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This Property Is Condemned (1966)

The dramatic love story of small-town Mississippi girl Alva Starr and railroad official Owen Legate, set during the Great Depression.



(suggested by a one act play of), (screenplay) (as Francis Coppola) | 2 more credits »

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Nominated for 1 Golden Globe. Another 1 nomination. See more awards »


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Cast overview, first billed only:
... Alva Starr
... Owen Legate
... J.J. Nichols
... Hazel Starr
... Willie Starr
... Knopke
... Sidney
John Harding ... Gerard Johnson
... Salesman
Ray Hemphill ... Jimmy Bell
Brett Pearson ... Charlie Steinkamp
... Tom
Quentin Sondergaard ... Hank (as Quintin Sondergaard)
Mike Steen ... Max
... Lindsay Tate


A railroad official, Owen Legate comes to Dodson, Mississippi to shut down much of the town's railway (town's main income). Owen unexpectedly finds love with Dodson's flirt and main attraction, Alva Starr. Alva and Owen then try to escape Alva's mother's (Hazel) clutches and the town's revenge. Written by Kelly

Plot Summary | Plot Synopsis


Call her what you want. Do with her what you will. But remember... This property is condemned. See more »


Drama | Romance


Unrated | See all certifications »

Parents Guide:





Release Date:

7 October 1966 (West Germany)  »

Also Known As:

Una mujer sin horizonte  »

Filming Locations:



Box Office


$4,000,000 (estimated)
See more on IMDbPro »

Company Credits

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Technical Specs


Sound Mix:



Aspect Ratio:

1.85 : 1
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Did You Know?


Natalie Wood had to perform a scene standing in a steel water tank for cattle. She was so afraid of dark water that costar Robert Blake had to dive under the water, hold his breath and steady her legs so she could perform the scene. See more »


At about 1:20 Alva smashes Mr. Johnson's glass during a toast in the bar, then later in the scene the glass is sitting on the table unbroken. See more »


Alva Starr: New Orleans is certainly not a place where a person needs to feel the pain of separation for long.
See more »


References One Way Passage (1932) See more »


Li'l Liza Jane
Written by Ada De Lachau
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User Reviews

Magnificent Swansong
5 October 2008 | by See all my reviews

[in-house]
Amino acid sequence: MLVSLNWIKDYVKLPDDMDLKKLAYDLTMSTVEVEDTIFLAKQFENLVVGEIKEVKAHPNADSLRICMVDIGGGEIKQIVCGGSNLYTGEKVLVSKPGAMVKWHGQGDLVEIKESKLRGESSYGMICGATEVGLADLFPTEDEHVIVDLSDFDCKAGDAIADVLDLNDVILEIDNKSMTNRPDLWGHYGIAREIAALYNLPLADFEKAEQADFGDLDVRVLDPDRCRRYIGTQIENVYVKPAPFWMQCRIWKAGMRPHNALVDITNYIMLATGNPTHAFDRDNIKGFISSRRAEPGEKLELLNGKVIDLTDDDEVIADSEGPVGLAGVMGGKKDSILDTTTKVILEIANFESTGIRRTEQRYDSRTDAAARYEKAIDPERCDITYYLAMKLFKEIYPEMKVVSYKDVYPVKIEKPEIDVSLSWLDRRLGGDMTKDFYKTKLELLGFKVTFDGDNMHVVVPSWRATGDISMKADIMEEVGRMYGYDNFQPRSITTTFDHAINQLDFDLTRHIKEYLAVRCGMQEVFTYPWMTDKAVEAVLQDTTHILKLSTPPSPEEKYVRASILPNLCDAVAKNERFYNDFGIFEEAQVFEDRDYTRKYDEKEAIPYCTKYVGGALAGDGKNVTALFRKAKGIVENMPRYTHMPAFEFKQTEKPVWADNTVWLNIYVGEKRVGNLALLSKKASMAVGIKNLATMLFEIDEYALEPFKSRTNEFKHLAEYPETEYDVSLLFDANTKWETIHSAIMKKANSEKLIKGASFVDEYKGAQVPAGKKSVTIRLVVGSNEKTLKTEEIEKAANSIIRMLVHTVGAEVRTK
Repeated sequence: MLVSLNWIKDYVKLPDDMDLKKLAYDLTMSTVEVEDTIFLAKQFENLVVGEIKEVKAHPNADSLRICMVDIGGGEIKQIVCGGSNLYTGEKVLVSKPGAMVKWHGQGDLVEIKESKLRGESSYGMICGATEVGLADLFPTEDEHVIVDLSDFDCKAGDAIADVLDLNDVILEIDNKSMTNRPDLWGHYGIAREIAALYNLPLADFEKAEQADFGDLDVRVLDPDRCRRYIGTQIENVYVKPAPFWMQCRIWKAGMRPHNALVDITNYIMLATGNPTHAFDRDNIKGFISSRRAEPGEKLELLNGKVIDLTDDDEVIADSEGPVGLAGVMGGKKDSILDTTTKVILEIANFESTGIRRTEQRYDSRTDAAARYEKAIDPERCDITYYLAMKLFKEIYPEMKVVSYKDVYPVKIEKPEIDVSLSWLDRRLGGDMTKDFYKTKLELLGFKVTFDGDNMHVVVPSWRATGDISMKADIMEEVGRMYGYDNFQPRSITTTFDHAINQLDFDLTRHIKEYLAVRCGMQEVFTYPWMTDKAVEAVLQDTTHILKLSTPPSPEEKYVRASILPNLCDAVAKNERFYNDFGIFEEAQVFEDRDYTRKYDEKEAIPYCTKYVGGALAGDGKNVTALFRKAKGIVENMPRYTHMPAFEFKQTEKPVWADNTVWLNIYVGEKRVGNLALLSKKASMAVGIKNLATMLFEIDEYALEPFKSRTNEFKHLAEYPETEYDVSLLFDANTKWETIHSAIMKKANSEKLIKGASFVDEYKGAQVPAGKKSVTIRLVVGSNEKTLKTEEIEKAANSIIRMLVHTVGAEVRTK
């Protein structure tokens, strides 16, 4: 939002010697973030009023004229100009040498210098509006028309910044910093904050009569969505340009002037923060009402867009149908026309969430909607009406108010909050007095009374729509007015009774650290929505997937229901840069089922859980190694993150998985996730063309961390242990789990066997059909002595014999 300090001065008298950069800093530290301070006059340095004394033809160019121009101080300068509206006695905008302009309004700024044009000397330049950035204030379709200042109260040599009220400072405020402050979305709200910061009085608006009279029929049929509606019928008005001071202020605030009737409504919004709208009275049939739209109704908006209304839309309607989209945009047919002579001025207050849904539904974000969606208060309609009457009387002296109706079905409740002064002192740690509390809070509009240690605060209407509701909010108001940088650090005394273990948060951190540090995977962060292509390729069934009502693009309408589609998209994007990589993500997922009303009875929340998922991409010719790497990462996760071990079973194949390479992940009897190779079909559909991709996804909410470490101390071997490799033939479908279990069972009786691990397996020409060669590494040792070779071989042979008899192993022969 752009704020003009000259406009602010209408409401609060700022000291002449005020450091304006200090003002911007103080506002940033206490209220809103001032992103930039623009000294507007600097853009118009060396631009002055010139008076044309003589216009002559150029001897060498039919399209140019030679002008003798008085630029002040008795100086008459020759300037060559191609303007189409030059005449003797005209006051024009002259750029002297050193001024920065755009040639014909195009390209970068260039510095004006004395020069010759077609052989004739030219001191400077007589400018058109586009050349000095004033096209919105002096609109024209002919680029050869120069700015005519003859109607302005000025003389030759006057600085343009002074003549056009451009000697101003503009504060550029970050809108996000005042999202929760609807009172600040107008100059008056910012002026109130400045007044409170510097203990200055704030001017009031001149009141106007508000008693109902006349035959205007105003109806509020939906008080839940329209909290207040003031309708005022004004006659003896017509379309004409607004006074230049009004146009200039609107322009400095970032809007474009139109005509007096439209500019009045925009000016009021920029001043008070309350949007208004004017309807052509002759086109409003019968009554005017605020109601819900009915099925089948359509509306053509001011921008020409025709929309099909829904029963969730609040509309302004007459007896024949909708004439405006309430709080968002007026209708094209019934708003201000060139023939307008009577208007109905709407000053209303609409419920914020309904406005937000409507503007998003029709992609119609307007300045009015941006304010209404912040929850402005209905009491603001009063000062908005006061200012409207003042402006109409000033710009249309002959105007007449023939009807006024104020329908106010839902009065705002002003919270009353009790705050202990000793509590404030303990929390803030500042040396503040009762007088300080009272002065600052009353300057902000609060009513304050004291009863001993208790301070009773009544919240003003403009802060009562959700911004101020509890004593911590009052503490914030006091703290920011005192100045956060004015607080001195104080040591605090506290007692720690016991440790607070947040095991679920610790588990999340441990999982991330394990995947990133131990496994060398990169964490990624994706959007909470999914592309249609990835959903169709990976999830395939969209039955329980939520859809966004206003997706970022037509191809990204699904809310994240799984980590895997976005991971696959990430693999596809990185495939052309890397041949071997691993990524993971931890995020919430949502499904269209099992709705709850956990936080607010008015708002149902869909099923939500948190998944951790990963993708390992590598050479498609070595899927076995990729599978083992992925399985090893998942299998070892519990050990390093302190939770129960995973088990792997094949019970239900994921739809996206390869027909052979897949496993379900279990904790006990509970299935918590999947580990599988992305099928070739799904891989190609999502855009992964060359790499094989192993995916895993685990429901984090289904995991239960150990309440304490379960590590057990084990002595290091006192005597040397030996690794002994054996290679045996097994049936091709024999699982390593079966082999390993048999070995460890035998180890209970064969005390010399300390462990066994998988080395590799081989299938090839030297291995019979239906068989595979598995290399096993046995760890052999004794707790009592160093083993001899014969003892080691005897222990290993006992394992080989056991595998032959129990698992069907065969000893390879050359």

This was the last of the big Hollywood movies of Tennessee Williams plays, a series of masterpieces which started with 'The Glass Menagerie' (1950) and went on for 16 unforgettable years. And this is certainly one of the best. It is simply packed with talent in every department, directed by Sydney Pollack, script by Francis Ford Coppola, and Oscar-level performances from at least four members of the cast: Natalie Wood, Robert Redford, Kate Reid, and Mary Badham. It is such a tragedy that Mary Badham gave up acting after this, as she was pure magic. Of all Natalie Wood's performances, this is probably the best. What an entrancing and magical creature! I never knew her but I had the great treat of sitting across from her at an adjoining dinner table in the Oak Room of the Plaza one night, and was just as dazzled as could be, and against all protocol and etiquette, simply could not take my eyes off her. She was dining with Lauren Bacall, whom I barely noticed in the penumbra of Natalie Wood's supernatural glow, and as a Bacall admirer that really does say something. Robert Redford has to portray a very quiet, contained character, so has little opportunity for 'big acting' in this film, but he triumphs at understatement, which was always one of his strengths. Another of the knockouts is Kate Reid as the most ravening, selfish, exploitative mother you can imagine. Well, I can, as I have met some like that, and believe me, she is spot on, to make your skin crawl. The Natalie Wood character is a revisiting of the girl in 'The Glass Menagerie', someone trapped, taking refuge in her dreams. She throws herself around, from man to man, basking in admiration because there seems to be nothing else. The motif of the cruelty and violence of a gang of men recurs here, reminding us of 'Suddenly, Last Summer'. This setting is a nowhere town in Mississippi, where the railroad is about to close. These are classic Tennessee Williams themes, but deeply felt and genuine, from the heart. By this time, Tennessee himself was as trapped as Natalie Wood, not in the state of Mississippi, but in another state, one of the mind. Seeing him bleary-eyed at a bar in the 1960s was a sad sight, and his gentle but tragic smalltalk as he sipped whiskey lacked focus. He was in what he knew was His Decline. But he must have been thrilled that this whopping realisation of one of his shorter plays came out just when he most needed a boost to his sagging morale. What a pity that after that, there was only television, what Newton Minnow at the time aptly called 'the Vast Wasteland'. The sadness in the Williams plays, and in the play which he himself lived, called his Life, are truly unbearable. Tennessee was a Great Soul. This film deserves to be on the list of everybody's classics, as it has something that will never die about it.

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